Record collectors have always been here, trawling through charity shops and car boot sales to uncover valuable and rare records but things are starting to change.
With the rising popularity of the vinyl format, opportunities to find these gems will be fading. Don’t get me wrong, there will still be plenty of good deals out there but as more and more people start to realise the value of their records the prices are going up. Gone are the days where you could walk out the door of a charity shop with five albums for £1.
With this comes the news that the likes of Tesco are going to start selling records again. With the big chain record stores also seeing the switch back to vinyl the lowly independent record stores face another big challenge, or do they?
Aye, Tesco can probably get you a record or a record player for a few pounds less because they can buy bulk orders that the independents can’t compete with. But can you stand in Tesco with a coffee and chat to someone behind the counter about the first record you ever bought?
For big corporations it’s another opportunity to make some profit. You just have to look at the pictures of record sleeves being vandalised with security tags to know that there is no difference between that product and a pack of ball point pens to them.
Find out where your nearest independent record shop is and go in for a look about. You hear people complaining about how the high street is dying, and that their town as nothing in it. If you just rake about on Amazon or shop only in supermarkets that is the result.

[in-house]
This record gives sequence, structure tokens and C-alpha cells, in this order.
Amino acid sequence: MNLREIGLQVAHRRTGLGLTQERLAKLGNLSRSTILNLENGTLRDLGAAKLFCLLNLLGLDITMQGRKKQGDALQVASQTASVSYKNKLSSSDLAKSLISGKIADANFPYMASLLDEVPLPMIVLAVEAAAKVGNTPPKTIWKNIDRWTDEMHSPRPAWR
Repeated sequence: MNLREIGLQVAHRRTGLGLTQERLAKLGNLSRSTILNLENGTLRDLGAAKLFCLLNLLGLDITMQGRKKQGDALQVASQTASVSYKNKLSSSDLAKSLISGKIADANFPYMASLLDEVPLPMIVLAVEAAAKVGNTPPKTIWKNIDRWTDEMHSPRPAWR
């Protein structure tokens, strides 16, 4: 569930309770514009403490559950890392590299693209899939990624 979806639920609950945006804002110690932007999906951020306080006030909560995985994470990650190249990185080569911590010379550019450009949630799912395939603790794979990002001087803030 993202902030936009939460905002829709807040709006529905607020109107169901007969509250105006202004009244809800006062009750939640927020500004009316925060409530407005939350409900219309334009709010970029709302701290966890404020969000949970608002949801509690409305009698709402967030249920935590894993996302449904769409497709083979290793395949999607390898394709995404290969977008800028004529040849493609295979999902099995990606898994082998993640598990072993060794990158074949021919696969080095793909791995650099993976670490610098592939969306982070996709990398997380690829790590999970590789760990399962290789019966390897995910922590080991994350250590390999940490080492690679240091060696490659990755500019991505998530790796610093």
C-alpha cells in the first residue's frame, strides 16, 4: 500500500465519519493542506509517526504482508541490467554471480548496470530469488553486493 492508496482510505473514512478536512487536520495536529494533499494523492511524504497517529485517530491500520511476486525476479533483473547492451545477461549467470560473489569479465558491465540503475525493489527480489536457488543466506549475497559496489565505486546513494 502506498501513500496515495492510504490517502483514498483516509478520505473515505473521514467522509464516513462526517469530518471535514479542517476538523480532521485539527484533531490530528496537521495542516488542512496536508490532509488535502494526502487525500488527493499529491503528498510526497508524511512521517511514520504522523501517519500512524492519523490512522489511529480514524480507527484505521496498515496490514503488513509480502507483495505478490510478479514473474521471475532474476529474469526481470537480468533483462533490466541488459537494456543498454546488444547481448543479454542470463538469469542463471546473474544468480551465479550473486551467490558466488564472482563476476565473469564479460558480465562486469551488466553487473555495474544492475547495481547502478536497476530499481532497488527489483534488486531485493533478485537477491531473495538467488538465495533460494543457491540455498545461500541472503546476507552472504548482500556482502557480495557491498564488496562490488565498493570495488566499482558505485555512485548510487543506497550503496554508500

The reason I am harping on about this is because I have been helping out in a record shop for the last couple of months and forgot how great it could be. The shop is called Rare Trade and has only been running for a couple of months now but it is incredible the support it has had and the amount of people coming in.
A lot of people had said that opening a record shop in a small Ayrshire town (Kilwinning) would be crazy but seeing people travel from all over has proved there is a market. Being able to sell online at Raretrade.co.uk is obviously an advantage a lot of record shops that closed down in the 90’s didn’t have too.
The owner, Colin Boyd, has made sure there is a good mix of old and new by not ordering in 20 copies of a new album but opting for a wider selection and this is proving popular with the people coming in. We have seen a lot of people coming in looking to sell old record collections that have been gathering dust for years too which boosts the second hand side of things too.
A big part of the Rare Trade ethos has been to support local music and we have had bands in playing like the magnificent Black Cat Revue (keep your eyes on these chaps!) and are stocking the likes of Crash Club and Colonel Mustard which flies off the shelves. aw swell as selling tickets for local events.
In just a couple of months an independent record shop in Ayrshire has already proved it can do well, support local artists and provide somewhere on a high street for people to look in that isn’t a charity shop, bookies or Greggs. The shop as even had to expand to twice its original space to accomodate all of its stock and have more space for bands.
Moving on there are plans in place for a pop culture related fair/market type thing with everything from records to art and clothes as well as the news that Rare Trade have just acquired a Mono Vinyl Lathe so there should be an opportunity to press some records in the future too.
To find out more about Rare Trade visit their site and follow their social channels. Remember to support independent record shops or you will have to buy your records in supermarkets and nobody wants that.